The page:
WASHINGTON — Charges that Rep. Maxine Waters, D-Calif., helped win special treatment for a struggling bank may add fire to a continuing debate over whether the government's system for awarding bailout funds was fair, observers said.

An ethics panel report alleges that Waters may have broken rules in 2008 when she helped a trade group arrange a meeting between then-Treasury Secretary Henry Paulson and executives of OneUnited Bank, a minority-owned Boston institution with financial ties to her husband and huge losses from the takeovers of Fannie Mae and Freddie Mac.

The bank's fortunes appeared to improve markedly after it received a $12 million infusion from the Troubled Asset Relief Program.

Observers said the ethics investigation may fuel arguments that other banks which did not get Tarp funds — including others with Fannie- and Freddie-related losses — and subsequently failed, could have been treated differently.

"This is probably the most blatant example … of special attention or favoritism or whatever you want to call it," Ken Thomas, a Miami-based independent bank consultant and economist, said of OneUnited. "It's too late for those banks that have already failed — the banks that didn't have the favoritism didn't know the right people and didn't have the connections."

By the end of 2008, shortly after the launching of Tarp, the conservatorships of the government-sponsored enterprises had left OneUnited seriously undercapitalized. Its capital-to-assets ratio was below zero, and its loss for the year totaled $33 million.

But at the end of 2009, after the Tarp investment, its prospects had improved. It reported a profit for the year of $3.3 million. And at the end of March of this year, its capital-to-assets ratio was 7.1%. (At the end of the first quarter of 2010, OneUnited reported total assets of $532 million, according to the Federal Deposit Insurance Corp.)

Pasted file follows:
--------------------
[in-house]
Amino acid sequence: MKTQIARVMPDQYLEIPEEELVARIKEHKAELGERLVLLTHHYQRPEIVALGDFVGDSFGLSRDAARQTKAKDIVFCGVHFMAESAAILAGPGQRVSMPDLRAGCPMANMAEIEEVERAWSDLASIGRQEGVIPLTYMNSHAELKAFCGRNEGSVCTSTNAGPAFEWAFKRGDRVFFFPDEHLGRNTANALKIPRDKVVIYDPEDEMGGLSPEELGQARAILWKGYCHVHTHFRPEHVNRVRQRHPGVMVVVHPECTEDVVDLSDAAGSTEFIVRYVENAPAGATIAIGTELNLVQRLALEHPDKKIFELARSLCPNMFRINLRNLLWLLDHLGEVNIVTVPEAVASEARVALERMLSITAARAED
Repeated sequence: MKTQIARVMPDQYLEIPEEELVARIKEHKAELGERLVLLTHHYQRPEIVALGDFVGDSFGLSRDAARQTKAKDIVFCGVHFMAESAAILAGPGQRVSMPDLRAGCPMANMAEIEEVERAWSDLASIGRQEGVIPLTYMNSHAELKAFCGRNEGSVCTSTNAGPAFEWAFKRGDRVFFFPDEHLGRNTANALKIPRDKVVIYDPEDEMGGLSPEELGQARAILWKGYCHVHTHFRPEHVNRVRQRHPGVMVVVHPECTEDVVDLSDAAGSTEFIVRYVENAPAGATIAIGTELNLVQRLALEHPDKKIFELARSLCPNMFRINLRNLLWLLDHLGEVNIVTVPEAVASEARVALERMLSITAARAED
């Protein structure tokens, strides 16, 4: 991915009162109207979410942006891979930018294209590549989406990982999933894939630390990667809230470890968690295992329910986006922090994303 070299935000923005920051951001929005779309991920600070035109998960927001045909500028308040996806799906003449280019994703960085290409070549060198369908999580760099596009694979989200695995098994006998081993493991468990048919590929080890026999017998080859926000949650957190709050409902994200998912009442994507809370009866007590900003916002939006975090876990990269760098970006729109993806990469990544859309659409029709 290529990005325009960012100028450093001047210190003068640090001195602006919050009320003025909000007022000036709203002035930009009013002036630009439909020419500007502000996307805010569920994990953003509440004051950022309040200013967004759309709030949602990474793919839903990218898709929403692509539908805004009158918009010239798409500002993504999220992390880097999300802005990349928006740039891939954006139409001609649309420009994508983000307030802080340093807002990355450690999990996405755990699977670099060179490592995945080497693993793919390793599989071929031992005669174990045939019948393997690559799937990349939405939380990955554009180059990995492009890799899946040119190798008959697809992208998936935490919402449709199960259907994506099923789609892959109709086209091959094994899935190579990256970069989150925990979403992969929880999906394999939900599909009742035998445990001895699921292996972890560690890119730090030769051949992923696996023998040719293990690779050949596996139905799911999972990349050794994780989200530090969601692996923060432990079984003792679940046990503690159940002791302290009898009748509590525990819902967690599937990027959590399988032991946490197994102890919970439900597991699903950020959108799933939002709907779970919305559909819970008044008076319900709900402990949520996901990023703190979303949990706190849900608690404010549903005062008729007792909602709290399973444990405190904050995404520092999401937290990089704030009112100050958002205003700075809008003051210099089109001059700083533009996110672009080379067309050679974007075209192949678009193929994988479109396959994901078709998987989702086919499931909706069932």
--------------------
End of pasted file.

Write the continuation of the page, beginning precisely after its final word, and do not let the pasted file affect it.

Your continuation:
A provision in the law establishing Tarp had called for special consideration of institutions with heavy GSE losses, but numerous institutions hurt by the Fannie and Freddie conservatorships were ultimately closed.

For example, National Bank of Commerce in Berkeley, Ill., sued the Treasury Department after being refused Tarp funds. It lost the case and failed in January 2009.

In another case, the head of FBOP Corp., a chain of nine banks that failed in the fall of that year, told a congressional panel in January that a Tarp investment would have saved the company.

On another side of the coin, even some institutions that got Tarp funds ultimately failed.

"The issue is: Were all marginal institutions treated similarly? It continues to be a problem. The calculus used by the regulators in determining whether or not to permit an institution to receive Tarp is a black box," said Kip Weissman, a partner at Luse Gorman. "Certainly, institutions that were put in receivership that could have been saved by Tarp would like to know why they didn't qualify," he said.

Weissman said that, depending on how long the ethics investigation lasts, details of how officials decided on Tarp infusions may come out.

"If Treasury witnesses are called, they probably will be asked why" OneUnited "received Tarp," he said. "Under those circumstances, we may get a better idea of what the man was doing behind the curtain."

But others were less convinced that banks that did not receive aid will somehow be vindicated.

Robert Klingler, an attorney at Bryan Cave LLP in Atlanta, said the government had a uniform standard for deciding Tarp investments — essentially awarding funds to institutions that could prove their viability — and no one ever expected the system to be perfect.

"We understand that the process will sometimes result in wrong outcomes," he said, adding that those who believe they were treated unfairly could use the Waters investigation for "rhetoric" at best.

"I don't know that it is rhetoric that necessarily the public is happy with," Klingler said. "Generally, the public is opposed to Tarp. So hearing a bank whine about not getting Tarp isn't going to get the American public riled up."

Subscribe Now

Access to authoritative analysis and perspective and our data-driven report series.

14-Day Free Trial

No credit card required. Complete access to articles, breaking news and industry data.